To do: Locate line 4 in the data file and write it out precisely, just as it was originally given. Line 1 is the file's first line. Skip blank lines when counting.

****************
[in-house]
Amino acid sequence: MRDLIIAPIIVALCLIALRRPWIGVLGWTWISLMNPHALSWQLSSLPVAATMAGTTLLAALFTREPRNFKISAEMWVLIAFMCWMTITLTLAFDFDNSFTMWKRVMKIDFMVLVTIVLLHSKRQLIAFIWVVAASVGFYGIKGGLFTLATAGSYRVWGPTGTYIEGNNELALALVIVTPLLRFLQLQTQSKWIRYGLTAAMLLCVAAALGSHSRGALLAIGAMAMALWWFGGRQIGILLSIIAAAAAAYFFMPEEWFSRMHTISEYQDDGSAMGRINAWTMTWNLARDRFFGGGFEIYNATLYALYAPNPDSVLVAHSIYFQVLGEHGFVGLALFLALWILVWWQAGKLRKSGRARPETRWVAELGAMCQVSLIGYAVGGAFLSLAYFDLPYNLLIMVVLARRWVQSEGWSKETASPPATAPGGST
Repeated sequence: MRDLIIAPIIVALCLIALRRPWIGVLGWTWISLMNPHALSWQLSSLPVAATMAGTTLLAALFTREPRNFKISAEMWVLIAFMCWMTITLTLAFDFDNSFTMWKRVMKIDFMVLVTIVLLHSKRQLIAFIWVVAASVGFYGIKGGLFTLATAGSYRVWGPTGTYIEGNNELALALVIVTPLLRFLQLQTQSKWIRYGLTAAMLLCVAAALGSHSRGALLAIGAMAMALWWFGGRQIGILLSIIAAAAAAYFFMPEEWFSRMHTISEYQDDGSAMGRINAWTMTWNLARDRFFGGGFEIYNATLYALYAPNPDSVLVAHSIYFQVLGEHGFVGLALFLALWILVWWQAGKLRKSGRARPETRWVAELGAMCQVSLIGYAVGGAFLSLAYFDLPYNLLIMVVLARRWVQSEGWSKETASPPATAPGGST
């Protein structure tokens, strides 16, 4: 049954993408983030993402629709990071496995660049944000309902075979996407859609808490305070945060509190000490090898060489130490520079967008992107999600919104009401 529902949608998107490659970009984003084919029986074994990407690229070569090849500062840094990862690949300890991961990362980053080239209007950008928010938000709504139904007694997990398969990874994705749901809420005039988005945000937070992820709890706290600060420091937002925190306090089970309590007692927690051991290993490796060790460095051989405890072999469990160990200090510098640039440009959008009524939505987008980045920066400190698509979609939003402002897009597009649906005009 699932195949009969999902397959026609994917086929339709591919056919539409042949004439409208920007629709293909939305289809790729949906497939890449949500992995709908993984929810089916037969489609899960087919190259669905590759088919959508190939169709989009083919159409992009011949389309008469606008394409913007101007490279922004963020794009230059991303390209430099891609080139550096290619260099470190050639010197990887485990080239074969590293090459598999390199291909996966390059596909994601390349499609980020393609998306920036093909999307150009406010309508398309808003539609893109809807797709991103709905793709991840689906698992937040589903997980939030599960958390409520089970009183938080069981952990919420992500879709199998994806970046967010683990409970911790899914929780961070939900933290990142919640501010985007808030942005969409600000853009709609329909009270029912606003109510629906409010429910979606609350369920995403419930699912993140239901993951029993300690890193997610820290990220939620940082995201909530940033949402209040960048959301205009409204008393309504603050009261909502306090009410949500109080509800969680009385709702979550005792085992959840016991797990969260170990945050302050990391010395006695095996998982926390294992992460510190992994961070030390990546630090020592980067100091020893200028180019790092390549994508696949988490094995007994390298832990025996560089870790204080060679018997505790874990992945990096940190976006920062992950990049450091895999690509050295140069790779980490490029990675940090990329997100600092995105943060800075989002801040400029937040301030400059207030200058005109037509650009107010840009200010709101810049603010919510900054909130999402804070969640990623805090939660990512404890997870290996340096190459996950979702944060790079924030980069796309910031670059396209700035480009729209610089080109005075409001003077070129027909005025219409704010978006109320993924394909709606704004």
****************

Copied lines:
């Protein structure tokens, strides 16, 4: 049954993408983030993402629709990071496995660049944000309902075979996407859609808490305070945060509190000490090898060489130490520079967008992107999600919104009401 529902949608998107490659970009984003084919029986074994990407690229070569090849500062840094990862690949300890991961990362980053080239209007950008928010938000709504139904007694997990398969990874994705749901809420005039988005945000937070992820709890706290600060420091937002925190306090089970309590007692927690051991290993490796060790460095051989405890072999469990160990200090510098640039440009959008009524939505987008980045920066400190698509979609939003402002897009597009649906005009 699932195949009969999902397959026609994917086929339709591919056919539409042949004439409208920007629709293909939305289809790729949906497939890449949500992995709908993984929810089916037969489609899960087919190259669905590759088919959508190939169709989009083919159409992009011949389309008469606008394409913007101007490279922004963020794009230059991303390209430099891609080139550096290619260099470190050639010197990887485990080239074969590293090459598999390199291909996966390059596909994601390349499609980020393609998306920036093909999307150009406010309508398309808003539609893109809807797709991103709905793709991840689906698992937040589903997980939030599960958390409520089970009183938080069981952990919420992500879709199998994806970046967010683990409970911790899914929780961070939900933290990142919640501010985007808030942005969409600000853009709609329909009270029912606003109510629906409010429910979606609350369920995403419930699912993140239901993951029993300690890193997610820290990220939620940082995201909530940033949402209040960048959301205009409204008393309504603050009261909502306090009410949500109080509800969680009385709702979550005792085992959840016991797990969260170990945050302050990391010395006695095996998982926390294992992460510190992994961070030390990546630090020592980067100091020893200028180019790092390549994508696949988490094995007994390298832990025996560089870790204080060679018997505790874990992945990096940190976006920062992950990049450091895999690509050295140069790779980490490029990675940090990329997100600092995105943060800075989002801040400029937040301030400059207030200058005109037509650009107010840009200010709101810049603010919510900054909130999402804070969640990623805090939660990512404890997870290996340096190459996950979702944060790079924030980069796309910031670059396209700035480009729209610089080109005075409001003077070129027909005025219409704010978006109320993924394909709606704004």